Encore appearances

This is the last week for Washington Navel oranges from Rainwater Ranch. Lauren and Lee warned us it would be a short season this year so we’re grateful we got to enjoy their Navels for the few weeks that we could. The crop was light given the late frost in the spring of 2023. It’s a tough time to be a citrus grower. In parts of Southern California, a novel citrus pest infestation has led the California Department of Food & Agriculture to enforce a quarantine. Citrus growers in quarantined areas may not ship their fruit out of their counties, translating to massive crop losses. Luckily, our Northern California farmer friends are unaffected so far. But with unprecedented weather across the state and a citrus quarantine in SoCal, we’re filled with gratitude when we bite into the last delicious Washington Navels from Lauren and Lee this week. Store these on the counter. Grown organically by Rainwater Ranch in Winters.


Jill, owner-operator of Four Sisters Farm, and her crew tend to the five acres of Hayward kiwis that her father and grandfather planted in 1978. On their hillside farm near Monterey Bay, they’ve planted kiwis at the top, flowers in the middle, and greens down below. Jill says her parents started farming organically before it was ever “sexy and marketable.” After years of cultivation and compost amendments their farm is now proudly showing off almost three feet of fertile topsoil, compared to the three inches they started with. Monterey County may be the land of strawberries and artichokes, but its climate is also perfect for these kiwi vines, nurtured by the gentler summer just a few miles from the ocean. Jill harvests her kiwis later in the season which makes for a pretty special late winter treat. She’s got a good crop this year and we love supporting women farmers who are growing big commodities like kiwis on a smaller scale. Store these on the counter until desired softness, or at fridge temps to extend shelf life before ripening. Grown sustainably by Four Sisters Farm in Aromas.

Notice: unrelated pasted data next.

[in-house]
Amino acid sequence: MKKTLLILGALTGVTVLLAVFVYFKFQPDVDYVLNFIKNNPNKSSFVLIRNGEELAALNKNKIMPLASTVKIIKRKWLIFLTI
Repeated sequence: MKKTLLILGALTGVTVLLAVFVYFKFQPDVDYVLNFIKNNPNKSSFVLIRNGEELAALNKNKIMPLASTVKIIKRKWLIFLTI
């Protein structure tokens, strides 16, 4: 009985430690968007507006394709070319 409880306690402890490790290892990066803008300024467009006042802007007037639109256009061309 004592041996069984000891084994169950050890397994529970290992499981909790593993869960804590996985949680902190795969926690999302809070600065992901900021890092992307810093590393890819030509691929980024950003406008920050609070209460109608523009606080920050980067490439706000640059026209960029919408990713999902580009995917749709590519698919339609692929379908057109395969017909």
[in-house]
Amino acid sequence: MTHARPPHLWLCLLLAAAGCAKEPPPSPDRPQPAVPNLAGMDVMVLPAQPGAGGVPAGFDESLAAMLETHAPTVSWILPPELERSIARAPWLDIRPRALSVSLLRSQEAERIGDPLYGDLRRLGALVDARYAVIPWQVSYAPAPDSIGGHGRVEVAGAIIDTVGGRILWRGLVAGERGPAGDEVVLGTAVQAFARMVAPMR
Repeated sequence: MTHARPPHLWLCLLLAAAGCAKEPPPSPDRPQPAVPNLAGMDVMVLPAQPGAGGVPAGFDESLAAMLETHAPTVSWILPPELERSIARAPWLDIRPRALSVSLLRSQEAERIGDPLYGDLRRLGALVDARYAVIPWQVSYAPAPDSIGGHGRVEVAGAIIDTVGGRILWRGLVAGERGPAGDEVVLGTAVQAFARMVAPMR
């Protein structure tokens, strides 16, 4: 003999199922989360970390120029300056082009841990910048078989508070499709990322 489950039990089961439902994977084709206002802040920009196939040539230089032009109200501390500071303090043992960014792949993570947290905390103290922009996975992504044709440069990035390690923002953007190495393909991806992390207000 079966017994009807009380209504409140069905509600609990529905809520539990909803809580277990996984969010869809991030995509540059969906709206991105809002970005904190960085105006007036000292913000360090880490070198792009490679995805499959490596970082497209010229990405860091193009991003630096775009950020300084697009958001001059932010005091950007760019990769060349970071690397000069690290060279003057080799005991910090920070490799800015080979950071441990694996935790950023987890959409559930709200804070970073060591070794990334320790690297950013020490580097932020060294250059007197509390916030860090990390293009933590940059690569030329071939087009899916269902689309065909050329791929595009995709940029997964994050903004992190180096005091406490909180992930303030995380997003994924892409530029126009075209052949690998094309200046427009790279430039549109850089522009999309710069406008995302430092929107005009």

It’s hard to believe that despite storms up and down California, Forbidden Fruit’s tough little plants are still pushing delicious blueberries. It’s truly such a treat to get California-grown blueberries right now and with the cooler weather these past few weeks, the fruit is super-duper limited. The slower ripening means their flavor is extremely well-developed, even if the sugars aren’t quite there. They’ve got the varieties Jewel, Sapphire and Emerald planted, which will carry us until blueberry season really starts up in the spring. Store in the fridge. Grown organically by Forbidden Fruit Orchards in Lompoc.